MOLLY HASKELL ON THE IMAGE OF WOMEN IN THE MOVIES

blogopener copyThis month, TCM spotlights “Trailblazing Women–Actresses Who Made a Difference,” a series of movies featuring female stars who contributed to the industry, culture, and society. The series covers all eras of movie history, from Mary Pickford, who was an industry powerhouse in the silent days, to Jane Fonda and Cicely Tyson, who were activists off the screen in 1970s and 1980s. The program is the second part of a three-year effort in partnership with Women in Film (WIF) in which TCM devotes October to championing the achievements of women in Hollywood

TCM viewers who are enjoying “Trailblazing Women” should check out the new, third edition of From Reverence to Rape: The Treatment of Women in the Movies by film historian Molly Haskell. Haskell, who sometimes cohosts on TCM, covers the silent era to the late 20th century, the same time frame as “Trailblazing Women.” While there is some overlap between the series and the book, Haskell’s focus is on the image of women in the movies, the stars who embodied these images, and the relationship of these images to women in society.

 

 

HASKELL ON POLA NEGRI: ". . .A WORLDLY WOMAN . . . TO WHICH LARGE MEASURES OF IRONY AND UNDERSTANDING WERE ADDED."

HASKELL ON POLA NEGRI: “. . .A WORLDLY WOMAN . . . TO WHICH LARGE MEASURES OF IRONY AND UNDERSTANDING WERE ADDED.”

Long ago, when I was in film school, I was introduced to feminist film theory, particularly the work of Laura Mulvey, who innovated the concept of the male gaze, or the visual objectification of women in the eye of the male beholder. I was conflicted by the work of Mulvey, and the first generation of feminist film critics who followed her lead, because they didn’t seem to like the movies. In class, we were required to look critically at classic Hollywood movies for their conservative ideology and patriarchal perspective, with the unspoken assumption that we would ultimately reject the films from the Golden Age. The problem was that the grad students in my circle were all diehard movie-lovers. We spent endless evenings at the Varsity repertory theater watching double features of old movies. We regularly attended the college film series on the weekends and went to contemporary films at least once a week. As a young woman, I felt I should embrace a feminist perspective on films, but I was a cinephile first. Movies came before politics, religion, or boyfriends–always.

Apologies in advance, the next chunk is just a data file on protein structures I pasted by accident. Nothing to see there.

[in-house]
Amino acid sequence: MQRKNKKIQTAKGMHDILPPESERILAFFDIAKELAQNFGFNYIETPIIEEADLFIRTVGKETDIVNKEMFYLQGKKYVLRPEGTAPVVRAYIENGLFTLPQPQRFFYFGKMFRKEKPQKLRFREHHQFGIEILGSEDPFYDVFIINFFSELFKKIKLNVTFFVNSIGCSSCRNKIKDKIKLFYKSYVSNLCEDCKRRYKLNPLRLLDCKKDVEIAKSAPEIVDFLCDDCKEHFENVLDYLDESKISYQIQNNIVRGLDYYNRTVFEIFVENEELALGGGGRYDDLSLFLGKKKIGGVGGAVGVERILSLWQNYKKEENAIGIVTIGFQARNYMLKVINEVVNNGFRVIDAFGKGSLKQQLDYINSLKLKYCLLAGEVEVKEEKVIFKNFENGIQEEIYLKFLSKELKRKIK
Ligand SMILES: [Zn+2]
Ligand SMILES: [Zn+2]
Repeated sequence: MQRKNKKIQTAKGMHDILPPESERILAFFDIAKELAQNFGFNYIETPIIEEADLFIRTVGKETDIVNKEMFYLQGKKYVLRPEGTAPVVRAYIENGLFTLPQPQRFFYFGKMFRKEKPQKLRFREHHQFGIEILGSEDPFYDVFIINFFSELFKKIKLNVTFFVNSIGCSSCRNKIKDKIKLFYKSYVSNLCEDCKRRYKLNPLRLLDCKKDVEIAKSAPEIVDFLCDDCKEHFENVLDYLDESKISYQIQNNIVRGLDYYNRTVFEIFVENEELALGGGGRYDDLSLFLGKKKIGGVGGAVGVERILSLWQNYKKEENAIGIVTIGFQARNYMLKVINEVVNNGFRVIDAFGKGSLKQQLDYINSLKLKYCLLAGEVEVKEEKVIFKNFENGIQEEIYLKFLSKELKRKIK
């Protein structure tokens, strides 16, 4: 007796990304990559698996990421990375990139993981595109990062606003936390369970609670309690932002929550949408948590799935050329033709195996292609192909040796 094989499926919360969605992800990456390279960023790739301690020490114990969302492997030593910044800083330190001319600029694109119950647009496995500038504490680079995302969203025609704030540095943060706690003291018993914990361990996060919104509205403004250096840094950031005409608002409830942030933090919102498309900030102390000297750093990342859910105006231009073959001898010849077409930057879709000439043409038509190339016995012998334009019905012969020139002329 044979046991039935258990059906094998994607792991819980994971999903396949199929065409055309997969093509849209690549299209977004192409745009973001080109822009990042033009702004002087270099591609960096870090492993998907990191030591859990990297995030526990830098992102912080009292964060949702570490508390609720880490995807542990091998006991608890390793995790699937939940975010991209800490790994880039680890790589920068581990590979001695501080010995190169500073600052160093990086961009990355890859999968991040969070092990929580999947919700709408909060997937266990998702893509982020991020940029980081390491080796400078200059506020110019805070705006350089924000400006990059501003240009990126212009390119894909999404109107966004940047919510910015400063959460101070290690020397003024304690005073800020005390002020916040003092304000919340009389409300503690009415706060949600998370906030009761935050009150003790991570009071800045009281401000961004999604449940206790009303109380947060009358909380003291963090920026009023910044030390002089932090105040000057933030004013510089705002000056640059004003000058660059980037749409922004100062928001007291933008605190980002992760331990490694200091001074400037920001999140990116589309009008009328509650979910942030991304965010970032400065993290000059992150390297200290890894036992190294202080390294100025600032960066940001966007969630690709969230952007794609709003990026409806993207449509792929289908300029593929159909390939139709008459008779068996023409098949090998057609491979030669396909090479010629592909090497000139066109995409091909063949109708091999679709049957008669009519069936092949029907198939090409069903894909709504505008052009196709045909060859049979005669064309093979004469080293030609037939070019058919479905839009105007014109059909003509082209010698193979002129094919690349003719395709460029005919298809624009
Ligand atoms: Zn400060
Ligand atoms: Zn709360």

ON ROSALIND RUSSELL: "NOT A FAVORITE WITH MEN."

ON ROSALIND RUSSELL: “NOT A FAVORITE WITH MEN.”

When I first read  From Reverence to Rape, I was relieved that Molly Haskell also admitted movies were her “first allegiance,” and that the theory of the male gaze “seemed too monolithic, a narrow one-way street, allowing no room for the pleasure women take in looking and being seen.” Without discrediting earlier feminist writings, Haskell expanded perspectives and enlightened readers not only because she loved the movies but also because she knew cinema history. In discussing Rosalind Russell’s complex star image as a professional woman, she compliments the actress on her perfect comic timing; in evaluating Gloria Swanson, she dispels the star’s image from Sunset Boulevard by reminding readers of Swanson’s silent-era comedies in which she played “goofy” and “dippy” characters. She details a Swanson silent called Stage Struck that I was lucky enough to see, even though the comedy is rarely mentioned by historians or scholars. She freely uses terms such as “sexpots” and “nice girls,” which reveals her down-to-earth writing style. Somehow, I can’t imagine Laura Mulvey discussing comic timing, or using the word “sexpot.”

ON MARLENE DIETRICH: "SHE PARODIES CONVENTIONAL NOTIONS OF MALE AUTHORITY AND SEXUAL ROLE-PLAYING WITHOUT DESTROYING HER CREDIBILITY AS A WOMAN."

ON MARLENE DIETRICH: “SHE PARODIES CONVENTIONAL NOTIONS OF MALE AUTHORITY AND SEXUAL ROLE-PLAYING WITHOUT DESTROYING HER CREDIBILITY AS A WOMAN.”